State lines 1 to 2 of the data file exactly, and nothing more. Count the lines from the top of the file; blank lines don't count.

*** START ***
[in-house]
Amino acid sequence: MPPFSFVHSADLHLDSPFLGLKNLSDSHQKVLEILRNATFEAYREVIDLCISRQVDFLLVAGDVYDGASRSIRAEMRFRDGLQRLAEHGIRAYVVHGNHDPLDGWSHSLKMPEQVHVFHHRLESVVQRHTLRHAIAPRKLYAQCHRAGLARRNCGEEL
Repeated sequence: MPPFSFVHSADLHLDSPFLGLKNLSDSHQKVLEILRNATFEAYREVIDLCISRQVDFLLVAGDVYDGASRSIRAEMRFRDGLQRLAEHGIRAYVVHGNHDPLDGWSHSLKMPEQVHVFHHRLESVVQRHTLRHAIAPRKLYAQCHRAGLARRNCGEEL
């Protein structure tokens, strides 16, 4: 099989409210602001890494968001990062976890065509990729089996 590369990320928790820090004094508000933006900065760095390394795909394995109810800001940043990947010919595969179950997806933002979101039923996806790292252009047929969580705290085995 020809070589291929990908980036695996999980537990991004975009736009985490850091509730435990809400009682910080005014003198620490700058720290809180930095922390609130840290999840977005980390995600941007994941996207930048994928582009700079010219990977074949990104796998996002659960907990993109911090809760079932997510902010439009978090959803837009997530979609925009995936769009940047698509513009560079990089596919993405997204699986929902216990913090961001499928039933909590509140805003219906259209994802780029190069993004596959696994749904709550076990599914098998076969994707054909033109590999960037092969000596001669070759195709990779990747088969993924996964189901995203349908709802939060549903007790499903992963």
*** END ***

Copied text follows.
[in-house]
Amino acid sequence: MPPFSFVHSADLHLDSPFLGLKNLSDSHQKVLEILRNATFEAYREVIDLCISRQVDFLLVAGDVYDGASRSIRAEMRFRDGLQRLAEHGIRAYVVHGNHDPLDGWSHSLKMPEQVHVFHHRLESVVQRHTLRHAIAPRKLYAQCHRAGLARRNCGEEL